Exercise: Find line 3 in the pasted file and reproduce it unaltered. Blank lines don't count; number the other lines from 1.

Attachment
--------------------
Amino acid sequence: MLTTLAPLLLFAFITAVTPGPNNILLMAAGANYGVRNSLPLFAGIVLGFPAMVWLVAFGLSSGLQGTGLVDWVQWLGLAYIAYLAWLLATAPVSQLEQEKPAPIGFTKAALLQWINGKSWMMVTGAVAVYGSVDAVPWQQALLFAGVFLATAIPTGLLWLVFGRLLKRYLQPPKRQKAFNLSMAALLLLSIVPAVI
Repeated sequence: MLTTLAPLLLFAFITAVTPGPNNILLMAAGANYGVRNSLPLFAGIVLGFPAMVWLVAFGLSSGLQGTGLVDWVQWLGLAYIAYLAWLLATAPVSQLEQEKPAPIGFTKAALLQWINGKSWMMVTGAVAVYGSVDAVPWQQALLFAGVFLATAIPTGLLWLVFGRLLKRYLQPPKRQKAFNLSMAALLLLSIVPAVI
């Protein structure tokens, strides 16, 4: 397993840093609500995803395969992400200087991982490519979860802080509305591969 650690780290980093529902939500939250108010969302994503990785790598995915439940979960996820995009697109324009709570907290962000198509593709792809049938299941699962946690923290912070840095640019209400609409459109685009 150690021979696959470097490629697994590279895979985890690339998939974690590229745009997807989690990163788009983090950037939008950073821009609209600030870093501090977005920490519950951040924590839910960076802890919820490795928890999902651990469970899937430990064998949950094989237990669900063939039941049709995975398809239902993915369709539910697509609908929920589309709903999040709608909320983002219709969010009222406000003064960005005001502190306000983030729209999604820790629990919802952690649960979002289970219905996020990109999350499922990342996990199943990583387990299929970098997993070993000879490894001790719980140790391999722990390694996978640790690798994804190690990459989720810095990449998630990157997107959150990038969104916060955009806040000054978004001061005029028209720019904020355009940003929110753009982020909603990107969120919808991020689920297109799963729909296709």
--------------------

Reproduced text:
């Protein structure tokens, strides 16, 4: 397993840093609500995803395969992400200087991982490519979860802080509305591969 650690780290980093529902939500939250108010969302994503990785790598995915439940979960996820995009697109324009709570907290962000198509593709792809049938299941699962946690923290912070840095640019209400609409459109685009 150690021979696959470097490629697994590279895979985890690339998939974690590229745009997807989690990163788009983090950037939008950073821009609209600030870093501090977005920490519950951040924590839910960076802890919820490795928890999902651990469970899937430990064998949950094989237990669900063939039941049709995975398809239902993915369709539910697509609908929920589309709903999040709608909320983002219709969010009222406000003064960005005001502190306000983030729209999604820790629990919802952690649960979002289970219905996020990109999350499922990342996990199943990583387990299929970098997993070993000879490894001790719980140790391999722990390694996978640790690798994804190690990459989720810095990449998630990157997107959150990038969104916060955009806040000054978004001061005029028209720019904020355009940003929110753009982020909603990107969120919808991020689920297109799963729909296709």